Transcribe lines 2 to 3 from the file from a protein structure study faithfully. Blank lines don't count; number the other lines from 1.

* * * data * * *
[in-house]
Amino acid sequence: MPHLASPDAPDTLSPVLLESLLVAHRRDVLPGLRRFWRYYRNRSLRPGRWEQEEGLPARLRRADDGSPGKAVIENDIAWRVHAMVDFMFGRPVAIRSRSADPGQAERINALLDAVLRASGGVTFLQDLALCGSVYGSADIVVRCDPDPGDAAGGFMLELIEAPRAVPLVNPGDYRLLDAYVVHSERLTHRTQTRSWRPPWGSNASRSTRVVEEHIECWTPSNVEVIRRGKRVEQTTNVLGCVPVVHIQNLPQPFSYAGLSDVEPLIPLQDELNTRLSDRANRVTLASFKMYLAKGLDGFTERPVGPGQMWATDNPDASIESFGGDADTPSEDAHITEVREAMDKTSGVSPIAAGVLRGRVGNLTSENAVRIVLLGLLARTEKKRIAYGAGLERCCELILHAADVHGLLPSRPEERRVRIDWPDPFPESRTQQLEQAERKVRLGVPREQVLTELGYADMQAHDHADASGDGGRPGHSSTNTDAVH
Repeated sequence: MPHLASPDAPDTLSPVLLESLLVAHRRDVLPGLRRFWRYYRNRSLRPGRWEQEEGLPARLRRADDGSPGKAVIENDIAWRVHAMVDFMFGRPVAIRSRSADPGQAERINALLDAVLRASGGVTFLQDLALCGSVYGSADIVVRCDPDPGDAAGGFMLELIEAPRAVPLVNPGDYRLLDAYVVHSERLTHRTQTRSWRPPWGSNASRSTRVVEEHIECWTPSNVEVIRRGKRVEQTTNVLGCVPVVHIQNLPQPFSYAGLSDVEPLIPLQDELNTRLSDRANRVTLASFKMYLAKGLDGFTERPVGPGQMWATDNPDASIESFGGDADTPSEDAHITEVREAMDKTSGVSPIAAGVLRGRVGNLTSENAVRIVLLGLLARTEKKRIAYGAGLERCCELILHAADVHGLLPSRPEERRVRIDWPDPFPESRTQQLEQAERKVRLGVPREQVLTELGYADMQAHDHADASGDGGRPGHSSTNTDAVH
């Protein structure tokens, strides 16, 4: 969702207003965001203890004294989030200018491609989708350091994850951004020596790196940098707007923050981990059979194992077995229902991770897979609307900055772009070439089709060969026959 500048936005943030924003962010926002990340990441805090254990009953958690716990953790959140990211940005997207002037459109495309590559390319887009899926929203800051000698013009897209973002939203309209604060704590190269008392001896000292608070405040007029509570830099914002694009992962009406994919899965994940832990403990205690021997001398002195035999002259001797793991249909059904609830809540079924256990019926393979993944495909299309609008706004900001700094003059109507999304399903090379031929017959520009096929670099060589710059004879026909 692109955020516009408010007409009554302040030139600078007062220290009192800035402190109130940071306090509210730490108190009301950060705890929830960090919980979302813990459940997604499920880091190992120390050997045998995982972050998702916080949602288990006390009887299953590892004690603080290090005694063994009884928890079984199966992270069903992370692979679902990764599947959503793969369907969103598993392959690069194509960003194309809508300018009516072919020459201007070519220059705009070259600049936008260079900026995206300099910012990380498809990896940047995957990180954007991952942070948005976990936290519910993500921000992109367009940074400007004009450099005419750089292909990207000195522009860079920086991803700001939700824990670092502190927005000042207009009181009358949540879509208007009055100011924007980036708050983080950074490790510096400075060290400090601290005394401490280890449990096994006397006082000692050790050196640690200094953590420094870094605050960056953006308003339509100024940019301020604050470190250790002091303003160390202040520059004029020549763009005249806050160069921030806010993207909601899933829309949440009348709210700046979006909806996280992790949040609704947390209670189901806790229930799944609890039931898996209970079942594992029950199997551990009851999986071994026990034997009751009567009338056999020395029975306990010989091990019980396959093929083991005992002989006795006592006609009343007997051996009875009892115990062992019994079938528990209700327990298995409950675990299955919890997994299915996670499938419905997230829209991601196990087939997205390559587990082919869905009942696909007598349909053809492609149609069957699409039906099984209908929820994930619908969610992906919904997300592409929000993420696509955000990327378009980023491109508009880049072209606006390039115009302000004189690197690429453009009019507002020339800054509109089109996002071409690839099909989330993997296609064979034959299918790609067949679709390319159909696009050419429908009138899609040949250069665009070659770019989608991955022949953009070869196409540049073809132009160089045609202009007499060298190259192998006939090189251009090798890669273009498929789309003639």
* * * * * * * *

Amino acid sequence: MPHLASPDAPDTLSPVLLESLLVAHRRDVLPGLRRFWRYYRNRSLRPGRWEQEEGLPARLRRADDGSPGKAVIENDIAWRVHAMVDFMFGRPVAIRSRSADPGQAERINALLDAVLRASGGVTFLQDLALCGSVYGSADIVVRCDPDPGDAAGGFMLELIEAPRAVPLVNPGDYRLLDAYVVHSERLTHRTQTRSWRPPWGSNASRSTRVVEEHIECWTPSNVEVIRRGKRVEQTTNVLGCVPVVHIQNLPQPFSYAGLSDVEPLIPLQDELNTRLSDRANRVTLASFKMYLAKGLDGFTERPVGPGQMWATDNPDASIESFGGDADTPSEDAHITEVREAMDKTSGVSPIAAGVLRGRVGNLTSENAVRIVLLGLLARTEKKRIAYGAGLERCCELILHAADVHGLLPSRPEERRVRIDWPDPFPESRTQQLEQAERKVRLGVPREQVLTELGYADMQAHDHADASGDGGRPGHSSTNTDAVH
Repeated sequence: MPHLASPDAPDTLSPVLLESLLVAHRRDVLPGLRRFWRYYRNRSLRPGRWEQEEGLPARLRRADDGSPGKAVIENDIAWRVHAMVDFMFGRPVAIRSRSADPGQAERINALLDAVLRASGGVTFLQDLALCGSVYGSADIVVRCDPDPGDAAGGFMLELIEAPRAVPLVNPGDYRLLDAYVVHSERLTHRTQTRSWRPPWGSNASRSTRVVEEHIECWTPSNVEVIRRGKRVEQTTNVLGCVPVVHIQNLPQPFSYAGLSDVEPLIPLQDELNTRLSDRANRVTLASFKMYLAKGLDGFTERPVGPGQMWATDNPDASIESFGGDADTPSEDAHITEVREAMDKTSGVSPIAAGVLRGRVGNLTSENAVRIVLLGLLARTEKKRIAYGAGLERCCELILHAADVHGLLPSRPEERRVRIDWPDPFPESRTQQLEQAERKVRLGVPREQVLTELGYADMQAHDHADASGDGGRPGHSSTNTDAVH